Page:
An All-Star in each of the past two years, Soto has established himself as a reliable closer. Detroit has several areas to address as it looks to bounce back from a disappointing season, and with three years of club control remaining, Soto would be very appealing to multiple contenders.
The Twins: Max Kepler
Kepler will earn $8.5 million in 2023 and has a $10 million club option for 2024, a team-friendly deal for the outfielder. Kepler has n’t come close to matching his production from 2019 over the past three seasons, but the new shift rules could benefit him going forward. no. 5 prospect Matt Wallner is ready to take over in right field, making Kepler expendable as the Twins try to fill other holes on the roster.
White Sox: Lucas Giolito
It’s quite possible that the White Sox try to extend Giolito, who earned $7.45 million in 2022 and is entering his final year of arbitration before becoming a free agent next winter. The right-hander had a subpar season by his standards, but his track record since 2017 would be more than enough for a team to roll the dice on him for one season.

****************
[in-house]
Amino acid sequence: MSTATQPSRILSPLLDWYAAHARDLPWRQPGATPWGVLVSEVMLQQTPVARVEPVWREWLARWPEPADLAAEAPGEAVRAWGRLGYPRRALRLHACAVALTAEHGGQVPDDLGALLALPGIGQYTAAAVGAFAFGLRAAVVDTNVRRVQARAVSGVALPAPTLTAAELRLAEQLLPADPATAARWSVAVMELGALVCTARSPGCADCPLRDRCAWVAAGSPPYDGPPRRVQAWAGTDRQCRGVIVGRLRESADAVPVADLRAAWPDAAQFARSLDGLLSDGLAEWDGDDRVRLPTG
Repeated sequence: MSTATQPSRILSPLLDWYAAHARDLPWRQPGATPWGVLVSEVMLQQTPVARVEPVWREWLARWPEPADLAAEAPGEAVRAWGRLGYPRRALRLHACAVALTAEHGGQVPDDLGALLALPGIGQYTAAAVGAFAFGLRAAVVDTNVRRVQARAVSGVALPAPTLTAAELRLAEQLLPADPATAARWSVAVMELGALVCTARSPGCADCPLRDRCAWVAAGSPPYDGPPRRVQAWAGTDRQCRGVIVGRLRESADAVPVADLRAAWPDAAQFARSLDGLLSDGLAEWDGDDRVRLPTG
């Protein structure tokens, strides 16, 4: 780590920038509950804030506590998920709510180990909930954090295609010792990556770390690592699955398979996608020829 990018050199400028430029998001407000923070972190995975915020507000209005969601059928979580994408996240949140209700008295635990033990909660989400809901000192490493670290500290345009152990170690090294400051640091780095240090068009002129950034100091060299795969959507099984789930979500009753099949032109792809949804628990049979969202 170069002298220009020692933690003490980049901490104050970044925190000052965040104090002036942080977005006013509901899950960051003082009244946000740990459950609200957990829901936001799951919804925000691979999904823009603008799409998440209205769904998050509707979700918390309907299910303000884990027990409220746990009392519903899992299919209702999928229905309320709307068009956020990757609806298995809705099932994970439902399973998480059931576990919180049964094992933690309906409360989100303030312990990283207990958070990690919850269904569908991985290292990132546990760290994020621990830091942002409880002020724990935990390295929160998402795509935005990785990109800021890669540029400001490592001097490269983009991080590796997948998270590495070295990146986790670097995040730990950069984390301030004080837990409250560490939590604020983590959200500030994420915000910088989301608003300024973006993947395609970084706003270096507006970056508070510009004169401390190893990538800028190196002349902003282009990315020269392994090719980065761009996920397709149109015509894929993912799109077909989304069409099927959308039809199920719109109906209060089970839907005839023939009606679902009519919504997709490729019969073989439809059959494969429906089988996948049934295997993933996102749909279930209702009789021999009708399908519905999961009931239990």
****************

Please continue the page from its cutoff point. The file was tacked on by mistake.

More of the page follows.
Angels: Jo Adell
GM Perry Minasian has said publicly that he won’t be trading Shohei Ohtani this offseason, though the 2021 AL MVP would instantly become the most sought-after trade candidate if that changes. The Angels have a number of areas to address, and while Adell has struggled during his stints in the Majors, the 23-year-old could be a prime change-of-scenery candidate for a team that still believes in the former 10th overall pick’s talent
Astros: Forrest Whitley
The 2016 first-round pick still hasn’t made his big league debut, having missed all of 2021 following Tommy John surgery. Whitley, once the gem of the Astros’ farm system, still ranks as Houston’s No. 10 prospects and is only 25 years old. It would n’t be surprising if other clubs had interest in Whitley, hoping to unlock his full potential.
Athletics: Sean Murphy
Oakland has unloaded nearly every veteran player on its roster over the past two years, leaving Murphy as one of the few players remaining from the 2019-20 playoff teams. Murphy is entering the arbitration process, giving an acquiring club three years of control prior to free agency. The 2021 Gold Glove winner is considered one of the best defensive catchers in the game, so the Athletics should be able to bring back a nice package while opening up the catching job for Shea Langeliers, who was their No. 1 prospect before graduating to the big leagues this season.
Mariners: Marco Gonzales
Having locked up Luis Castillo on a long-term contract, Seattle has some rotation depth from which to deal. The Mariners were entertaining offers for Gonzales prior to the Trade Deadline, and with No. 2 prospect Emerson Hancock likely to join the rotation in 2023, Gonzales — who will earn $6.5 million in 2023 and $12 million in 2024 — would be solid mid-rotation depth for many contending teams.
Rangers: Mitch Garver